Reduced logging may be good for the climate in the short term. In the long term, however, this does not necessarily lead to less emissions. The perspectives must be broadened in the debate on forestry activities, according to researcher Robert Lundmark in a new Nordic Forest Research (SNS) report.
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Forests face great demands. In addition to providing raw materials, forests are also expected to reduce carbon dioxide (CO2) emissions, contribute to biodiversity, and offer an environment for seasonal sustenance such as hunting, mushroom- and berry picking, and other recreational and wellbeing activities such as hiking.
This diversity of demands inevitably leads to conflicting political and economic goals, according to a new SNS report authored by Robert Lundmark, Professor of Economics at Luleå University of Technology in Sweden.
The report, The Role of Forests in the Energy and Climate Transition, is a deliverable of the three-year SNS The Green Transition and the Business Sector research project that aims to contribute with knowledge for discussion and potential actions.
The fact that there are not enough forests to live up to all demands may seem like a problem, but this is actually the case with all forms of resources. There is not enough oil and iron ore, which is why there is a price for such raw materials. Similarly, we must accept the fact that there are limited forest-based resources and highlight this scarcity by means of pricing. Currently, for instance, forest owners are not compensated for how forests contribute to climate efforts, said Professor Robert Lundmark.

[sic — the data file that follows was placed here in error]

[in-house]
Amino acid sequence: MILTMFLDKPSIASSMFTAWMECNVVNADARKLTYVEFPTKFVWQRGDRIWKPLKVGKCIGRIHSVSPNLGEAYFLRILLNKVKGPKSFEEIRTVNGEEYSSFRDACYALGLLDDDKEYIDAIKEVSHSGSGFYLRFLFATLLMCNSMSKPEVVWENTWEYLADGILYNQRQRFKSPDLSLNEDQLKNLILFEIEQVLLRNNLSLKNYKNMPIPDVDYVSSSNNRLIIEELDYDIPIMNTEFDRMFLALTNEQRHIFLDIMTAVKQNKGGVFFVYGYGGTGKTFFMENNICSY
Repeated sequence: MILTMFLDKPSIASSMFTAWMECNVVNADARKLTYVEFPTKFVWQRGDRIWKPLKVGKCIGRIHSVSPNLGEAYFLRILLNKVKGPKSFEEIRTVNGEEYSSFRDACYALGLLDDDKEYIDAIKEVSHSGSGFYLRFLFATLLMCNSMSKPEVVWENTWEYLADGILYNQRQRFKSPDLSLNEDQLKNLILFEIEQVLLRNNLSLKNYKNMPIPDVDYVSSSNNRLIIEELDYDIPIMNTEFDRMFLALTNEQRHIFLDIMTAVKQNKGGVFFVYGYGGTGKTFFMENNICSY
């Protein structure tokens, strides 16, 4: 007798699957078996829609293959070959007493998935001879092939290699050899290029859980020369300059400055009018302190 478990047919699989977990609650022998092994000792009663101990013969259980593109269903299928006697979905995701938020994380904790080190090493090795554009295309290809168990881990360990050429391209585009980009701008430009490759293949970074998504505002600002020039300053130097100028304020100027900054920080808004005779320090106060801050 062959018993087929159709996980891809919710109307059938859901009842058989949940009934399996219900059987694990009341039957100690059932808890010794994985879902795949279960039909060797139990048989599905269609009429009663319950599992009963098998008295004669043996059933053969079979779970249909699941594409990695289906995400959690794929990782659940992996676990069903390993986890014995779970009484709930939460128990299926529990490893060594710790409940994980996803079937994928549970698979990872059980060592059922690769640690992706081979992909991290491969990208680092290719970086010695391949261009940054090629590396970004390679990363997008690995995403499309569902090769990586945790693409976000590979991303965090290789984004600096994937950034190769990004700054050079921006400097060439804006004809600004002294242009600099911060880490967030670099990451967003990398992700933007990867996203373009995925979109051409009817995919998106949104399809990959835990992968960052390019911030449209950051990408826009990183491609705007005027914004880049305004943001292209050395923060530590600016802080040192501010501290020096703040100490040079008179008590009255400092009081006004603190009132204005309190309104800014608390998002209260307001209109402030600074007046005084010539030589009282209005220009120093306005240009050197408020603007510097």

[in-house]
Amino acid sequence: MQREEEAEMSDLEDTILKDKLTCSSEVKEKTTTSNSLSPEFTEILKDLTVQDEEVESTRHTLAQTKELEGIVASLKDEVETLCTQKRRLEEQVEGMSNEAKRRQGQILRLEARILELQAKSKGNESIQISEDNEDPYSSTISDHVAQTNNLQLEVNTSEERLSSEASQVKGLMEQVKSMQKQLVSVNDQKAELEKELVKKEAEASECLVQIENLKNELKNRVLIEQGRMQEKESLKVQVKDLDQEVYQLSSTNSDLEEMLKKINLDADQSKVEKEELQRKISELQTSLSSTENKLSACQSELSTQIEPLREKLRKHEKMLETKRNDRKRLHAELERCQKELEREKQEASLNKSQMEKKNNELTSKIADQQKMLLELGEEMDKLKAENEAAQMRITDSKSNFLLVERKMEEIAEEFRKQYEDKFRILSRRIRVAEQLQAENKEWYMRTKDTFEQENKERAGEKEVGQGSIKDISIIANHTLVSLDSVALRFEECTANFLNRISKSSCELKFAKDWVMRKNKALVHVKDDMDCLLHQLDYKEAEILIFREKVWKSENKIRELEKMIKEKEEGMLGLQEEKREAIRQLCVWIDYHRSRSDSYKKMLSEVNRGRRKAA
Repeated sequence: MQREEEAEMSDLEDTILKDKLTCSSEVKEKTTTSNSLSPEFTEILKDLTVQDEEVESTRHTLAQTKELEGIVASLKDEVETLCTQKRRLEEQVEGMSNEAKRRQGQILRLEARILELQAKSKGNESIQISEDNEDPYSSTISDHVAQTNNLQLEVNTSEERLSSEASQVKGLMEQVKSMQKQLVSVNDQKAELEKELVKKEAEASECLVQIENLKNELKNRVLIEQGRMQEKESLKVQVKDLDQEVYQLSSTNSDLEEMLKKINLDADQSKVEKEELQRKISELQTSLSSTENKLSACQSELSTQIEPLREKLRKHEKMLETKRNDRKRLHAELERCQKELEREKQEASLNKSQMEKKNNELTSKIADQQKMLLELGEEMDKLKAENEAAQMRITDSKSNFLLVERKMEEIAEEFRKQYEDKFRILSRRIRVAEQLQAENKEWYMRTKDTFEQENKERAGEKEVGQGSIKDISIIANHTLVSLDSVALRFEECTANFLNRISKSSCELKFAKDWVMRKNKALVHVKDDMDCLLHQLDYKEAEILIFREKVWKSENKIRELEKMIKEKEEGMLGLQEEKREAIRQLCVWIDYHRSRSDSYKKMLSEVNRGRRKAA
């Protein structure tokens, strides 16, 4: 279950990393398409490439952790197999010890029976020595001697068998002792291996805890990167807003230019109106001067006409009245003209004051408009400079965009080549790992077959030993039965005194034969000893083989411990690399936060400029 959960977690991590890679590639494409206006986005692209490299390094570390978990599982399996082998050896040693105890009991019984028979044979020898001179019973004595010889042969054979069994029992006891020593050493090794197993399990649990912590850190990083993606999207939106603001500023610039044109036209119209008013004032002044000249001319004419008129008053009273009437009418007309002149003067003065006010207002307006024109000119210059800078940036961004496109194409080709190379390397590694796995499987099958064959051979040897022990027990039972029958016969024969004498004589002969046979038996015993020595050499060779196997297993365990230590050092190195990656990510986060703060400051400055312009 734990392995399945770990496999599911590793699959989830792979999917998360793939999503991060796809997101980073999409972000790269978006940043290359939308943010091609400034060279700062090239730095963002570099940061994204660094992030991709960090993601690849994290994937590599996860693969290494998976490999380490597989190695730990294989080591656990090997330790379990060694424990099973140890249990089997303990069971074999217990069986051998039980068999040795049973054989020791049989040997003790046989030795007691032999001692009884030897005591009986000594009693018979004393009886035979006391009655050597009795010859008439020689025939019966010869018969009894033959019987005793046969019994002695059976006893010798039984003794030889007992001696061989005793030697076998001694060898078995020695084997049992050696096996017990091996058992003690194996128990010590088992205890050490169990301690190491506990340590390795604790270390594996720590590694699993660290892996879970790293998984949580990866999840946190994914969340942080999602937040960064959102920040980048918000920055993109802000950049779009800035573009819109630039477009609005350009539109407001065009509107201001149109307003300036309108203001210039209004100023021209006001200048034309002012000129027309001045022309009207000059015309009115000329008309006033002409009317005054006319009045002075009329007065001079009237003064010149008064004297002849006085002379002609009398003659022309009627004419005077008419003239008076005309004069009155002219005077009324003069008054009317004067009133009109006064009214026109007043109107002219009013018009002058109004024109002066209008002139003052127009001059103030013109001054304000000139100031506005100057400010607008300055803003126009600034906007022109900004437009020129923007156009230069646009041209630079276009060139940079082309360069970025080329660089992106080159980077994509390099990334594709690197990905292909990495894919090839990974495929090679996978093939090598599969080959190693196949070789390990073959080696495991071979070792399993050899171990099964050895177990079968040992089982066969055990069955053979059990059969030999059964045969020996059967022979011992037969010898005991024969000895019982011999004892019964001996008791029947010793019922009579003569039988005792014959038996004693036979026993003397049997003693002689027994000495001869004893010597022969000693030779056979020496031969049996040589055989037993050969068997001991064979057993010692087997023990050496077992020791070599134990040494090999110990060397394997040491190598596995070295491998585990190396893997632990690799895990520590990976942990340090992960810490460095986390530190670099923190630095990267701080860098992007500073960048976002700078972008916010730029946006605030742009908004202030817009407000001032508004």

When more forested land is set aside to sequester carbon dioxide, there is a risk that there will eventually be an increased impact on the climate.
This is partially due to the fact that older forests do not sequester as much carbon dioxide as younger ones and partially due to the fact that less logging reduces the supply of forest-based raw materials that may be used to replace fossil fuels and emission-intensive building materials.
In addition, there is also the risk of so-called carbon leakage, as research shows that reduced logging in one country often leads to increased logging in other countries.
Hence, it is easy to overestimate the climate benefits of preserving forests.
Sweden aims to achieve net zero emissions by 2045. This is a fairly short timeframe in terms of the life cycle of trees. And, depending on the time horizon, researchers may arrive at different conclusions as to whether the best thing for the climate is if the forest is used or left standing. This also represents an important explanation for why our debate on forestry activities looks the way it does, remarked Professor Robert Lundmark.
In the report, Professor Lundmark highlights that there are no universal answers as to how forests should be used. One approach may offer the best balance between different values today but this is not necessarily the case tomorrow.
We need to increase our understanding of the complexity of these relationships, as well as our awareness of how different goals relate to each other, ended Professor Robert Lundmark.